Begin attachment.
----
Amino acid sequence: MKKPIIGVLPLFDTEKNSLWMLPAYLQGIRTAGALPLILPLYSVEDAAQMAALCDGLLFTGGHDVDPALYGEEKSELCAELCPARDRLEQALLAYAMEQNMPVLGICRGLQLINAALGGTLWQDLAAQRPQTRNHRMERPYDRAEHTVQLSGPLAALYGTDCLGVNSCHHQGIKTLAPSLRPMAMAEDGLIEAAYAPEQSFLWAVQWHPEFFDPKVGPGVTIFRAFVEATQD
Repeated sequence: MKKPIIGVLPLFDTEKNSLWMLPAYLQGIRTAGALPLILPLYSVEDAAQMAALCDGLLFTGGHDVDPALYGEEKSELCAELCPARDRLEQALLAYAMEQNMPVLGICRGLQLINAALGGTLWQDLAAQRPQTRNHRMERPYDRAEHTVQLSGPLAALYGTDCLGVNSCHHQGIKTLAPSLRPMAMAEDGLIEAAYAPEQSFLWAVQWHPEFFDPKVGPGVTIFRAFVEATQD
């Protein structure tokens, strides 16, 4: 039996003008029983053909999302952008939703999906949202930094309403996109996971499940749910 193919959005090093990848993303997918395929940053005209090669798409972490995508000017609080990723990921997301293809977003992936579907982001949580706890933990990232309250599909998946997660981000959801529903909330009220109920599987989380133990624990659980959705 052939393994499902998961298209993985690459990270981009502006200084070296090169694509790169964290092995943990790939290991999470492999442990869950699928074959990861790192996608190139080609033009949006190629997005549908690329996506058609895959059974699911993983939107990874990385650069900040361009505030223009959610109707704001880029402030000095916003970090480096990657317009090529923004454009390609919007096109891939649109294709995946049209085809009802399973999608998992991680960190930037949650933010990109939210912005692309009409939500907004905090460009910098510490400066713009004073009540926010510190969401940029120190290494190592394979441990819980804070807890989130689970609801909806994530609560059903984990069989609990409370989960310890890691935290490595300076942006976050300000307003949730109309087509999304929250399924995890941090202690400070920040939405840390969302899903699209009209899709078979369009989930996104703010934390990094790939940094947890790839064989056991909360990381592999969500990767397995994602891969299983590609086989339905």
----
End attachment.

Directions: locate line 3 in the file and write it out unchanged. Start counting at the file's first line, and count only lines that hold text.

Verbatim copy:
């Protein structure tokens, strides 16, 4: 039996003008029983053909999302952008939703999906949202930094309403996109996971499940749910 193919959005090093990848993303997918395929940053005209090669798409972490995508000017609080990723990921997301293809977003992936579907982001949580706890933990990232309250599909998946997660981000959801529903909330009220109920599987989380133990624990659980959705 052939393994499902998961298209993985690459990270981009502006200084070296090169694509790169964290092995943990790939290991999470492999442990869950699928074959990861790192996608190139080609033009949006190629997005549908690329996506058609895959059974699911993983939107990874990385650069900040361009505030223009959610109707704001880029402030000095916003970090480096990657317009090529923004454009390609919007096109891939649109294709995946049209085809009802399973999608998992991680960190930037949650933010990109939210912005692309009409939500907004905090460009910098510490400066713009004073009540926010510190969401940029120190290494190592394979441990819980804070807890989130689970609801909806994530609560059903984990069989609990409370989960310890890691935290490595300076942006976050300000307003949730109309087509999304929250399924995890941090202690400070920040939405840390969302899903699209009209899709078979369009989930996104703010934390990094790939940094947890790839064989056991909360990381592999969500990767397995994602891969299983590609086989339905």